should simply find a better way to explain themselves.  A fun read on
   the politics of colloquial speech by George Orwell should dissuade
   any clever author from using tired explanatory metaphors [Orwell].

   Gendered pronouns and sexism are common place but easy to spot and
   replace.  Up until recently, strict English grammatists like Orwell
   decried the use of the neutral pronoun "they".  Without a neutral
   singular pronoun, "he" is assumed as the default singular pronoun
   when the gender of the person is unknown or ambiguous.  However, that
   has changed, and it is now widely accepted that "they" can be used as
   a neutral singular pronoun.  Since it is unlikely that all
   implementers and infrastructure operators are of any particular
   gender, "he" should never be used to refer to a person in I-Ds and
   RFCs.  An author who uses male examples sets male-ness as a standard.

   Besides race and gender, our world is full of metaphors rooted in
   oppression, ableism, and colonialism.  Militarised metaphors are also
   a pervasive problem in language, perhaps even more so in technical
   communities because of the historical and actual relationship between
   technology and war.

   While it is not our intention to be exhaustive we hope to have made a
   persuasive case for authors and editors to pay attention to the finer
   details of metaphor, and the ways power is replicated in technical
   documentation unless detailed attention is paid.  The example terms
   above "master-slave" and "blacklist-whitelist" are already less
   common.  If the IETF community has learned anything from the debate
   over the use of these terms, and this document, it is that language
   matters to us deeply as members of society and as engineers.  And
   because language, and society, change over time, we must approach
   future concerns with some degree of dispassion when the arguments
   presented in the first section can be clearly applied.

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   There is harm in protracted discussion that weighs the validity IETF
   participants' experiences with exclusionary terminology.  The IETF's
   own discussions of this draft and the issue of inclusive terminology
   resulted in the publication of several I-Ds that were characterized
   by the IESG as 'both racist and deeply disrespectful'
   [draft-les-white1] [draft-les-white2].  Furthermore, it led to the
   removal of messages of IETFs main mailinglist and mailinglist bans by
   the IETFs Sergeant at Arms because of an 'emerging pattern of abuse'
   BPia_XpZ8U9uHlBDTIU/).  The documents and discussions that were
   described by the IESG and Sergeant at Arms respectively as 'racist'
   and 'abusive' pushed away participants and observers, several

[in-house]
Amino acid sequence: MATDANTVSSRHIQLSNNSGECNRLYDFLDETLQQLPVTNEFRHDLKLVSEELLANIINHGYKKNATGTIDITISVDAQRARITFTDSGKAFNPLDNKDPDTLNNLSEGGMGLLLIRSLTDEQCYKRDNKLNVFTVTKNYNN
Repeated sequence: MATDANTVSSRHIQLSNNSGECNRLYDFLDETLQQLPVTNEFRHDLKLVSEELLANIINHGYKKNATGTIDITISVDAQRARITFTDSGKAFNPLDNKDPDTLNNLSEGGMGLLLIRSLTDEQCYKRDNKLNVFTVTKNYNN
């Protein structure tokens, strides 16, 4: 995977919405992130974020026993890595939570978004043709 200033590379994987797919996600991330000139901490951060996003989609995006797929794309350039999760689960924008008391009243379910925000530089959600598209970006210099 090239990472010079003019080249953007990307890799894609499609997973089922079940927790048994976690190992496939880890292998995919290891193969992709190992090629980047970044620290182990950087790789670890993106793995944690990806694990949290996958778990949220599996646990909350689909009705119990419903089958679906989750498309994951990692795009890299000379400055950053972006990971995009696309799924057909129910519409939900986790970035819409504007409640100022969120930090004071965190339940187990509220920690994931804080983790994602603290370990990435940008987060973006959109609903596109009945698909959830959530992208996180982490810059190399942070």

sYAyAB4z_V71fYFhJ3Wc1_GoPic/) of
   H5hBAXkdAOJdY05Ne7FX0QtSzUs/) whom
   zZH0Llxep6IUo/) announced their unsubscribing on the IETFs main
   mailinglist.  This illustrates the need to, as Graves is cited above
   as saying, continue to raise awareness within our community for
   eventual, lasting change on the continued front of struggle against
   the racists amongst us.  Yet we recommend a living stylesheet, rather
   than repeated RFCs, be used as a mechanism for monitoring
   exclusionary language in IETF documents [inclusiveterminology].

   It is there that we welcome additional examples of terminology that
   might be avoided through more awareness and thoughtfulness.

3.  Summary of Recommendations

   To summarise, we have bulleted some very concrete action points that
   can be taken by editors, reviewers and authors, both present and
   future as they develop and publish Internet-Drafts and new RFCs.

   Authors can consider to:

   *  Replace the exclusionary terms "master-slave" and "blacklist-
      whitelist" with more accurate alternatives.

   *  Read and reflect upon the repository of exclusionary terminology

   *  Reflect on their use of metaphors generally.

   *  Consider changing existing exclusionary language in current
      (reference) implementations [socketwench].

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   *  Consult the RFC style sheet maintained by the RFC editor and the
      community that can be found at

   During the publication process, publishers (such as the RFC Editor)
   are advised to:

   *  Offer alternatives for exclusionary terminology as an important
      act of correcting larger editorial issues and clarifying technical
      concepts and

   *  Maintain the IETF repository that collects all terms that have
      been considered and indicate whether they are deemed acceptable,
      and if not what terms authors should consider instead.

   *  Suggest to authors that even when referencing other specifications
      that have not replaced offensive terminology, the authors could
      use another term in their document and include a note to say that
      they have used the new term as a replacement for the term used in
      the referenced document.

4.  Epilogue

   This document built a compendium of scholarship, activist campaigns,
   and the will of technologists who had pointed out general and
   specific issues with technical terms.  This sparked a significant
   discussion in the IETF.  Concretely the document's writing resulted
   in a statement by the IESG [Statement] on on Inclusive Language and